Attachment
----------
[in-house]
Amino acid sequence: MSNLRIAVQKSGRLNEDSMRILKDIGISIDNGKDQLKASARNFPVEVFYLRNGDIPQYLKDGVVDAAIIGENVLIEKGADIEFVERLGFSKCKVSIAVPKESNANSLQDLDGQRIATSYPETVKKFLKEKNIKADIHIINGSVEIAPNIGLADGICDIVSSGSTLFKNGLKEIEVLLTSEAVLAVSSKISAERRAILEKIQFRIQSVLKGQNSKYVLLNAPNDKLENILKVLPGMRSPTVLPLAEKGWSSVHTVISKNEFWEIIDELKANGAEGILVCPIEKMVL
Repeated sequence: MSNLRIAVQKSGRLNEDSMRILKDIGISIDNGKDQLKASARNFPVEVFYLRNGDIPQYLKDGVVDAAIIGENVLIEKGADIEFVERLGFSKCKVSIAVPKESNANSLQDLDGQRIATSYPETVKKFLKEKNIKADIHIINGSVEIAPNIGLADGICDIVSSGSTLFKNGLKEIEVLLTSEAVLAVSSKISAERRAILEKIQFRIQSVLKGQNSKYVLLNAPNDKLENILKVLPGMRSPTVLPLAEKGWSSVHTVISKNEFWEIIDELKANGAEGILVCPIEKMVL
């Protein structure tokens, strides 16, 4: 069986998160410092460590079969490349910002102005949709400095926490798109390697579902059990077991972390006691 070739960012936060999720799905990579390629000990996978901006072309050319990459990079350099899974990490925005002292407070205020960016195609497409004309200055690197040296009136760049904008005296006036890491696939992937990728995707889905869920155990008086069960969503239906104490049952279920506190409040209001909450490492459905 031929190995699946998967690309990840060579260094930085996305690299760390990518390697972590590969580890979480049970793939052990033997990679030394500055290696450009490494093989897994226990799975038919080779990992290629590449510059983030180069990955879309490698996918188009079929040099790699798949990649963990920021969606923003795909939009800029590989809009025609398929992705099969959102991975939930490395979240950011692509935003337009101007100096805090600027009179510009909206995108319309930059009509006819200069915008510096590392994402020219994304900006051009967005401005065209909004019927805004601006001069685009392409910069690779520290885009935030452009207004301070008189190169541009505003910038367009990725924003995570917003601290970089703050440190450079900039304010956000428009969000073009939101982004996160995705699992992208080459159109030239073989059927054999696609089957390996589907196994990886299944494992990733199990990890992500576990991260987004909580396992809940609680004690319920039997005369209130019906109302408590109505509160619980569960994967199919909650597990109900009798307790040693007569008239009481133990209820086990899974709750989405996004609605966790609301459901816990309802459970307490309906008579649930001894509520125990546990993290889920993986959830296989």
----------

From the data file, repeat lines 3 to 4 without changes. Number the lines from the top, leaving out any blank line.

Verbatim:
Repeated sequence: MSNLRIAVQKSGRLNEDSMRILKDIGISIDNGKDQLKASARNFPVEVFYLRNGDIPQYLKDGVVDAAIIGENVLIEKGADIEFVERLGFSKCKVSIAVPKESNANSLQDLDGQRIATSYPETVKKFLKEKNIKADIHIINGSVEIAPNIGLADGICDIVSSGSTLFKNGLKEIEVLLTSEAVLAVSSKISAERRAILEKIQFRIQSVLKGQNSKYVLLNAPNDKLENILKVLPGMRSPTVLPLAEKGWSSVHTVISKNEFWEIIDELKANGAEGILVCPIEKMVL
């Protein structure tokens, strides 16, 4: 069986998160410092460590079969490349910002102005949709400095926490798109390697579902059990077991972390006691 070739960012936060999720799905990579390629000990996978901006072309050319990459990079350099899974990490925005002292407070205020960016195609497409004309200055690197040296009136760049904008005296006036890491696939992937990728995707889905869920155990008086069960969503239906104490049952279920506190409040209001909450490492459905 031929190995699946998967690309990840060579260094930085996305690299760390990518390697972590590969580890979480049970793939052990033997990679030394500055290696450009490494093989897994226990799975038919080779990992290629590449510059983030180069990955879309490698996918188009079929040099790699798949990649963990920021969606923003795909939009800029590989809009025609398929992705099969959102991975939930490395979240950011692509935003337009101007100096805090600027009179510009909206995108319309930059009509006819200069915008510096590392994402020219994304900006051009967005401005065209909004019927805004601006001069685009392409910069690779520290885009935030452009207004301070008189190169541009505003910038367009990725924003995570917003601290970089703050440190450079900039304010956000428009969000073009939101982004996160995705699992992208080459159109030239073989059927054999696609089957390996589907196994990886299944494992990733199990990890992500576990991260987004909580396992809940609680004690319920039997005369209130019906109302408590109505509160619980569960994967199919909650597990109900009798307790040693007569008239009481133990209820086990899974709750989405996004609605966790609301459901816990309802459970307490309906008579649930001894509520125990546990993290889920993986959830296989």